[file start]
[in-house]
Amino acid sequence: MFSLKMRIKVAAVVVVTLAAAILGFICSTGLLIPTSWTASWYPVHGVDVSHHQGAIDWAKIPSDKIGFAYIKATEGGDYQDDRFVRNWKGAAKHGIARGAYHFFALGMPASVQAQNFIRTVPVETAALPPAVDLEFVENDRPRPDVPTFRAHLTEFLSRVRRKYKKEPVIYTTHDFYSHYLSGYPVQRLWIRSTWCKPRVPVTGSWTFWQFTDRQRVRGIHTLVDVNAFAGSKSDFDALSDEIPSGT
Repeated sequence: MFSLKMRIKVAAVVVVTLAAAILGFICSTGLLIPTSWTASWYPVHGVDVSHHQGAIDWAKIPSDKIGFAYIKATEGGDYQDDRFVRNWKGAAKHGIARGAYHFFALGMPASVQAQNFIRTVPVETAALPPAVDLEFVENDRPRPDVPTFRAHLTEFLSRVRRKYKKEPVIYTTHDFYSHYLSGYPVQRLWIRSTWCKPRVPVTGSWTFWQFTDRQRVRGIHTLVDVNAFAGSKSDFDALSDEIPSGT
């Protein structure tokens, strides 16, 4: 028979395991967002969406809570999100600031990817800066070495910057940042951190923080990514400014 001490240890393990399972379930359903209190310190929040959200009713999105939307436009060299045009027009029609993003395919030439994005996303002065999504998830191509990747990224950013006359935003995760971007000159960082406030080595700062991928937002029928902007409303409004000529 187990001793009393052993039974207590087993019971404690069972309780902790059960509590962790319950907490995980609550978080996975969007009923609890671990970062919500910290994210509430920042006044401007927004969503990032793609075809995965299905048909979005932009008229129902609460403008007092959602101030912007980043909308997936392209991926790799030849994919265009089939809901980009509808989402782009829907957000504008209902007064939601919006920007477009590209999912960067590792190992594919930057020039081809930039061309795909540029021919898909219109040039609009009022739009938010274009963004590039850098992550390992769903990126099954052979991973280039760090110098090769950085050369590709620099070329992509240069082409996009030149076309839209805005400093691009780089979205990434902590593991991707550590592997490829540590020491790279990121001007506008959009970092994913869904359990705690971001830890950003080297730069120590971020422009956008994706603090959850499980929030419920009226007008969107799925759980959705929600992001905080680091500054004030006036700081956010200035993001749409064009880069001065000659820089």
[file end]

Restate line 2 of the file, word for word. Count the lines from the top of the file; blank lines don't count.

Amino acid sequence: MFSLKMRIKVAAVVVVTLAAAILGFICSTGLLIPTSWTASWYPVHGVDVSHHQGAIDWAKIPSDKIGFAYIKATEGGDYQDDRFVRNWKGAAKHGIARGAYHFFALGMPASVQAQNFIRTVPVETAALPPAVDLEFVENDRPRPDVPTFRAHLTEFLSRVRRKYKKEPVIYTTHDFYSHYLSGYPVQRLWIRSTWCKPRVPVTGSWTFWQFTDRQRVRGIHTLVDVNAFAGSKSDFDALSDEIPSGT